Grand Canyon Journals

TRAIN, A GRAND WAY to see Grand Canyon

An April 2003 trip to Grand Canyon by TRAVELPRO guide

Grand Canyon  Photo, Grand Canyon, Arizona More Photos
Quote: We had always wanted to see Grand Canyon, but we didn’t have the stamina for hiking or mule riding. We decided to ride the Grand Canyon Railway and then take a bus tour to view the Canyon from observation points. It proved to be the right choice.

TRAIN, A GRAND WAY to see Grand Canyon

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Overview

Grand Canyon  Photo, Grand Canyon, Arizona
Quote:
Our grand adventure in Grand Canyon started in Williams, Arizona. After a hearty breakfast,we followed the train tracks to the lively cowboy gunfight show held prior to the train’s departure. We rode coach class going up and first class coming back. We recommend paying the extra for first class because we had more leg room plus free drinks and food. We feasted on cheeses, crackers, dips, vegetables, and champagne poured in long-stemmed plastic glasses. Strolling fiddle players entertained us with Old West folk tunes both ways, which made the two-hour trip go very fast. When our train puffed into Grand Canyon Village about lunchtime, we rushed over to an observation point to...Read More

Fray Marco's Hotel

Hotel | "Fray Marcos Hotel"

Fray Marco's Hotel Photo, Grand Canyon, Arizona
Quote:
We booked lodging at the Fray Marcos Hotel, expecting to stay in an old refurbished hotel next to the historic railroad depot. Instead we drove up to a new handsome new structure adjacent to the original old hotel. In the spacious lobby, original oil paintings stunningly displayed the awesome beauty of the Grand Canyon.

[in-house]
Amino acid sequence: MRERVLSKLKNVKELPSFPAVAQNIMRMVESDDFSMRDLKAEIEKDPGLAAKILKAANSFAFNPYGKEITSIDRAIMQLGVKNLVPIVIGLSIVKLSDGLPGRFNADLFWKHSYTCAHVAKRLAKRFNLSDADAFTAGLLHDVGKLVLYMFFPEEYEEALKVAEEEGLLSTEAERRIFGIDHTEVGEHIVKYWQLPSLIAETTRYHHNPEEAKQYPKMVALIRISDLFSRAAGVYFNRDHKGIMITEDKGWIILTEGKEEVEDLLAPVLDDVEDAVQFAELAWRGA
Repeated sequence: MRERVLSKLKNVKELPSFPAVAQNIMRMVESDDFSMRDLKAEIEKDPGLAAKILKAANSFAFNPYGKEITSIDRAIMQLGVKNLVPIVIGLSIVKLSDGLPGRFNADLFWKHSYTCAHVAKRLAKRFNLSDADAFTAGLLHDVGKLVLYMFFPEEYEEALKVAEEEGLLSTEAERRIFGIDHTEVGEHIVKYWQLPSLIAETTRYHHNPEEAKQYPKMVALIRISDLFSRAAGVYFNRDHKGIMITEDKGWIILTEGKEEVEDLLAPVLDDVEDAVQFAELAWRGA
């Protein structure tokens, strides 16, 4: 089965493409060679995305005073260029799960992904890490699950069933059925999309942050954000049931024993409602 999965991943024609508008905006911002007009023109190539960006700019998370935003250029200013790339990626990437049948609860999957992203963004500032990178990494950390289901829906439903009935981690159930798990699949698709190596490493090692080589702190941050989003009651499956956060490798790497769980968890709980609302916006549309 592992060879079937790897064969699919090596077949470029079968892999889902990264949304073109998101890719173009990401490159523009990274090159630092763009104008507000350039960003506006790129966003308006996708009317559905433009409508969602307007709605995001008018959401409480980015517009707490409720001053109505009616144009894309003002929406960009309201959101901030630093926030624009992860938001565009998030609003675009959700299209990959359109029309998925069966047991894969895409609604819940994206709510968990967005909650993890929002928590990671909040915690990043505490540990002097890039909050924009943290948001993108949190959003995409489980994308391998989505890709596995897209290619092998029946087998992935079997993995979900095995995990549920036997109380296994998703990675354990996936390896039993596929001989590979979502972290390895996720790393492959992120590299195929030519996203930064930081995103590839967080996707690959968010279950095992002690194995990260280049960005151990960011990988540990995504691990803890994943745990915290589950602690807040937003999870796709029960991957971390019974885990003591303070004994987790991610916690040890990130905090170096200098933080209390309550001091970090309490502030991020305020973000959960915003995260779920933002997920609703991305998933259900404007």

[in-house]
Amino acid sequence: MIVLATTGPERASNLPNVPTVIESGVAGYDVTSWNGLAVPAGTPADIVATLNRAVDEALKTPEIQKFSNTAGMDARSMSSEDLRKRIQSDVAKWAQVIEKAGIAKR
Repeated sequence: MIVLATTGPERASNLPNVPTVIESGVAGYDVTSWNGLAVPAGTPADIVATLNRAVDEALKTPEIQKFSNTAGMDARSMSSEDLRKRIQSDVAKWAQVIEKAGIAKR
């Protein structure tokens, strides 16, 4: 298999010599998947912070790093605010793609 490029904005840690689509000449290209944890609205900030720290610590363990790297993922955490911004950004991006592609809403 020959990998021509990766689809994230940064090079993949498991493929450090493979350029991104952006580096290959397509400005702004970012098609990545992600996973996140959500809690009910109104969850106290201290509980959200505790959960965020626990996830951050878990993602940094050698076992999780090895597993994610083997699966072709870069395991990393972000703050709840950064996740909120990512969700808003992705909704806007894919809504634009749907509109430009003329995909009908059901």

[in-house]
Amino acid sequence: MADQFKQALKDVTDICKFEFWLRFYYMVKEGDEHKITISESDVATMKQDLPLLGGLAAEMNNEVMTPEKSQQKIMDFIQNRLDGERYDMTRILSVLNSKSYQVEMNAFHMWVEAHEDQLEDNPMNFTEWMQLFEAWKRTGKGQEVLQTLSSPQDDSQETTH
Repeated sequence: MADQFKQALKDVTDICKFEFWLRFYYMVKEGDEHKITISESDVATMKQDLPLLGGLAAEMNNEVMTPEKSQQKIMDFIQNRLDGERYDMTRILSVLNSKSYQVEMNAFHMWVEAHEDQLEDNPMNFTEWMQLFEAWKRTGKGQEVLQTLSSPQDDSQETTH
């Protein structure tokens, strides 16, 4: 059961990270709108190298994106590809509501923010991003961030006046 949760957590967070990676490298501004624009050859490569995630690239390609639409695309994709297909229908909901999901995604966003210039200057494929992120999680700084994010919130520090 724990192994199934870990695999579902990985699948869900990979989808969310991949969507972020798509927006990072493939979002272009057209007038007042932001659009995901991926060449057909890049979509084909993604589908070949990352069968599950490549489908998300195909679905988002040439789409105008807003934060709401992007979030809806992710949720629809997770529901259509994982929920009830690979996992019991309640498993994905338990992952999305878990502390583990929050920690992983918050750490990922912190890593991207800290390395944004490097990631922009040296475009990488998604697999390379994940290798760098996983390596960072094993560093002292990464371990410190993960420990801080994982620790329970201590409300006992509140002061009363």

The hotel has a large indoor pool and exercise rooms.

Member Rating 4 out of 5 on May 27, 2003

Fray Marco's Hotel

Grand Canyon, Arizona

Max & Thelma's Restaurant

Restaurant | "Max and Thelma's Restaurant"

Quote:
After spending a restful night in our deluxe room at the Fray Marcos, we walked the adjacent Max and Thelma’s Restaurant for a hearty breakfast buffet. You also can order for the menu.

A miniature train was rolling above the windows, which the children loved.

It is a large and very clean family restaurant. Come at least an hour before the train departures as it may get crowded and you may have to wait to be seated.

Member Rating 4 out of 5 on May 27, 2003

Max & Thelma's Restaurant
231 North Grand Canyon Blvd
Williams, Arizona 86046
+1 928 635 8970

Grand Canyon Railway

Attraction | "Grand Canyon Railway Museum"

Grand Canyon Railway Photo, Grand Canyon, Arizona
Quote:
The museum located inside the old Harvey House restaurant next to the depot. Until the 1920s, most passengers, including four presidents, arrived at Grand Canyon via the Santa Fe train.

We liked seeing the trays and silver-plated serving pieces used on the white tablecloths when you dined at a Harvey House.

Most large railroad station had a Harvey House inside it for quick dining and fine dining.

The train ceased to operate in 1968, but in 1989 the Grand Canyon Railway started carrying passengers again on revamped steam locomotives.

Member Rating 3 out of 5 on May 27, 2003

Grand Canyon Railway
233 N Grand Canyon Blvd
Williams, Arizona 86046
+1 800 843 8724

Twisters Soda Fountain-Route 66 Place

Restaurant | "Historic Route 66 through Williams, AZ"

Twisters Soda Fountain-Route 66 Place Photo, Williams, Arizona
Quote:
The next morning after our train ride to Grand Canyon, we explored downtown Williams by driving up and down historic Route 66 where we saw lots of original motels and restaurants.

We admired the classic cars parked near Twister’s, a '50s diner. A mannequin dressed in '50s style clothes with ruffling petticoats greeted us at the door.

he nostalgia of cruising Route 66 added a final plus to our Grand Canyon trip. We had traveled along Route 66 in other places, but we especially enjoyed seeing how Williams must have looked when Route 66 carried lots of traffic.

Twisters Soda Fountain-Route 66 Place
417 East Route 66
Williams, Arizona 86046
928-635-0266